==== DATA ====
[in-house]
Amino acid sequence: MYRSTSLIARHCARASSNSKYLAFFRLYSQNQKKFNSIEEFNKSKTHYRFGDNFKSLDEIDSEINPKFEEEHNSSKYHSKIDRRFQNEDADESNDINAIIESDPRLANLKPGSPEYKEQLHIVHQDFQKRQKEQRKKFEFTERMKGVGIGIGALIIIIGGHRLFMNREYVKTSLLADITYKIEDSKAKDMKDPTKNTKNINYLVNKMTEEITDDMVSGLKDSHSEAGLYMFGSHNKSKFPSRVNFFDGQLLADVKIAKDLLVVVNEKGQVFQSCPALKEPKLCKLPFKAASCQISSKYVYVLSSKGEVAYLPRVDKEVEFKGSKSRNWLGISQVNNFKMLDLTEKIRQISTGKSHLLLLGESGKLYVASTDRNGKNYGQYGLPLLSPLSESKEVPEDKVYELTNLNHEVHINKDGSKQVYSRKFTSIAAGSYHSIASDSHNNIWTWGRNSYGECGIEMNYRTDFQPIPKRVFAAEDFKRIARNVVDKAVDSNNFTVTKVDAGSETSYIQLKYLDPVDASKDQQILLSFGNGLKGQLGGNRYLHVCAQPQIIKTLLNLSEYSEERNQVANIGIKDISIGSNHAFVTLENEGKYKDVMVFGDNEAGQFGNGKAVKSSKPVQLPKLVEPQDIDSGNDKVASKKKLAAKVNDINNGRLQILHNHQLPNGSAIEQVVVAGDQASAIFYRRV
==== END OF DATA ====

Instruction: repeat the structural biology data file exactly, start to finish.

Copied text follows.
[in-house]
Amino acid sequence: MYRSTSLIARHCARASSNSKYLAFFRLYSQNQKKFNSIEEFNKSKTHYRFGDNFKSLDEIDSEINPKFEEEHNSSKYHSKIDRRFQNEDADESNDINAIIESDPRLANLKPGSPEYKEQLHIVHQDFQKRQKEQRKKFEFTERMKGVGIGIGALIIIIGGHRLFMNREYVKTSLLADITYKIEDSKAKDMKDPTKNTKNINYLVNKMTEEITDDMVSGLKDSHSEAGLYMFGSHNKSKFPSRVNFFDGQLLADVKIAKDLLVVVNEKGQVFQSCPALKEPKLCKLPFKAASCQISSKYVYVLSSKGEVAYLPRVDKEVEFKGSKSRNWLGISQVNNFKMLDLTEKIRQISTGKSHLLLLGESGKLYVASTDRNGKNYGQYGLPLLSPLSESKEVPEDKVYELTNLNHEVHINKDGSKQVYSRKFTSIAAGSYHSIASDSHNNIWTWGRNSYGECGIEMNYRTDFQPIPKRVFAAEDFKRIARNVVDKAVDSNNFTVTKVDAGSETSYIQLKYLDPVDASKDQQILLSFGNGLKGQLGGNRYLHVCAQPQIIKTLLNLSEYSEERNQVANIGIKDISIGSNHAFVTLENEGKYKDVMVFGDNEAGQFGNGKAVKSSKPVQLPKLVEPQDIDSGNDKVASKKKLAAKVNDINNGRLQILHNHQLPNGSAIEQVVVAGDQASAIFYRRV